Death Songs | Sound Stories & Interviews | Bend | The Source Weekly - Bend, Oregon

Coverage for Central Oregon, by Central Oregonians.
100% Local. No Paywalls.

Every day, the Source publishes a mix of locally reported stories on our website, keeping you up to date on developments in news, food, music and the arts. We’re committed to covering this city where we live, this city that we love, and we hear regularly from readers who appreciate our ability to put breaking news in context.

The Source has been a free publication for its 22 years. It has been free as a print version and continued that way when we began to publish online, on social media and through our newsletters.

But, as most of our readers know, times are different for local journalism. Tech giants are hoovering up small businesses and small-business advertising—which has been the staple for locally owned media. Without these resources, journalism struggles to bring coverage of community news, arts and entertainment that social media cannot deliver.

Please consider becoming a supporter of locally owned journalism through our Source Insider program. Learn more about our program’s benefits by clicking through today.

Support Us Here

Music » Sound Stories & Interviews

Death Songs

The Devil Makes Three jumps genre but keeps tradition



At the Pickathon Music Festival last August, The Devil Makes Three—a three-piece jug band-ragtime-hybrid band—had a crowd of sunburned festivalgoers dancing with boots a-fire on top of tree stumps and bails of hay in the deep woods of the forested Pendarvis farm southeast of Portland.

Granted, part of the charm of the performance was from the festival itself, seeing the band play under a stage made from woven tree branches, but it also was clear that the group, effortlessly splicing old-timey sound with modern demeanor, was as much a part of the magic as the setting.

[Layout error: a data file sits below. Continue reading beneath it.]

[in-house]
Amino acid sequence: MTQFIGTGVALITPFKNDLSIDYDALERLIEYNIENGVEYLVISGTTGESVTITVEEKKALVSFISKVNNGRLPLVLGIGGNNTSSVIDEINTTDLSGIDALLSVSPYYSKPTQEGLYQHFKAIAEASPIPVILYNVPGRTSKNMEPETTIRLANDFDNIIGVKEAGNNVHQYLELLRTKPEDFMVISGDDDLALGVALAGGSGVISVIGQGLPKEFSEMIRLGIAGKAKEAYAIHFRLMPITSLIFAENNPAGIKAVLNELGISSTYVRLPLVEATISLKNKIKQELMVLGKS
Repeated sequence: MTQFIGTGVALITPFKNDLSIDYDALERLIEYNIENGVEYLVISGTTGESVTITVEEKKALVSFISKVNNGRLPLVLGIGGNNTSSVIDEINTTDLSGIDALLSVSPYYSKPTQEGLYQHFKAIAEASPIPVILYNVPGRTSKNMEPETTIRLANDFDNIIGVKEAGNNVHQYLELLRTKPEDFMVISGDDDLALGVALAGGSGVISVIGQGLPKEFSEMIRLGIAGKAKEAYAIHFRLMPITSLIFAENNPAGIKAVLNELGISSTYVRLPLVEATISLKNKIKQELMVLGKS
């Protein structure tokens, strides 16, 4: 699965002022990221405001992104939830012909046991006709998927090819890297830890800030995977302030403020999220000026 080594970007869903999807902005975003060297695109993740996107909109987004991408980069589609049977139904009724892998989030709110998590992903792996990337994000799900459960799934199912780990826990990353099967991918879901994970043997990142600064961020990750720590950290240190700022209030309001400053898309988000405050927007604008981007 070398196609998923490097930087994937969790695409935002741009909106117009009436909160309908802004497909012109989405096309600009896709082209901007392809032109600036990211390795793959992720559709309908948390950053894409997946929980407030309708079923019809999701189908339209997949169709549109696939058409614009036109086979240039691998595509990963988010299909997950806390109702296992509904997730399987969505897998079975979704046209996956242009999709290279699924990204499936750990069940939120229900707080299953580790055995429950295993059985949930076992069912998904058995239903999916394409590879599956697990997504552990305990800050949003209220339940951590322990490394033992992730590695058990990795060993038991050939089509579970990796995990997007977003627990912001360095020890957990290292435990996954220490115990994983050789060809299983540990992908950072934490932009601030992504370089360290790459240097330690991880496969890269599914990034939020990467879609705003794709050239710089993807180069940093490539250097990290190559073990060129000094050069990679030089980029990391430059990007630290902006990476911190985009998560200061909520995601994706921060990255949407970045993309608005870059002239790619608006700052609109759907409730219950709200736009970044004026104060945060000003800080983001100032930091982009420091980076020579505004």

Singer and guitarist Pete Bernhard—in signature form, with a neatly combed Ricky Ricardo haircut in muted grey, and the sleeves on his button-down rolled to the elbows—sent the crowd into a fit right from the start, as each song built upon itself with layered harmonies and rollicking instrumentals, neatly executed by upright-bassist Lucia Turino, and banjo player and lead guitarist Cooper McBean. Turino hammered away, driving the feet of the crowd with string percussion and McBean's quick-picking danced across Bernhard's chugging guitar. The trio oozed energy and precision.

There is a casual composure about the Santa Cruz-via-Vermont group. Formed in 2001, the trio has a rare consistency, grinding out a stream of phenomenal albums (three in the last five years) and revered performances on a relentless touring schedule.

2013's I'm a Stranger Here was recorded at Black Keys guitarist Dan Auerbach's studio in Nashville, and from the first haunting howls, Bernhard's heavily reverb-coated vocals set the ominous mood. The album ranges from the traditional bounce of devotee-gospel two-steps like "Hallelu," to the twangy strings and staggering horns of "Mr. Midnight," ending with the darkly scripted waltz in "Goodbye Old Friend."

"I am interested in both religion and death equally," said Bernhard in a recent interview with the Source. "I think there are good stories to be found in those themes and, therefore, I start digging. I think the fact the we are all going to die is largely overlooked in our culture and a little reminder every now and then couldn't hurt."

I'm a Stranger Here is a complete project, a fully developed story about coping with mortality, watching friends circle the drain and failing relationships. The vignettes—told though simple song structures—are fused into a hybrid musical genre, combining elements of rockabilly, gypsy, punk, country, bluegrass, polka and gospel.

"We are emulating our musical heroes, most of whom are long dead," explained Bernhard. "We have always loved old blues, folk and country music, and have tried to learn from the masters."

The Brothers Comatose, the opener for TDM3's Bend show, are alone worth the price of admission—a five-piece, string-heavy, grass-band with blazing fiddle riffs, weaving mandolin and dense harmonies from brothers Ben and Alex Morrison whose smooth baritones crackle over the band's warm country compositions.

The Devil Makes Three

9 pm. Thurs. Jan. 30

The Midtown Ballroom, 51 NW Greenwood Ave.


Tickets available at

About The Author

Add a comment

More by Brianna Brey

Latest in Sound Stories & Interviews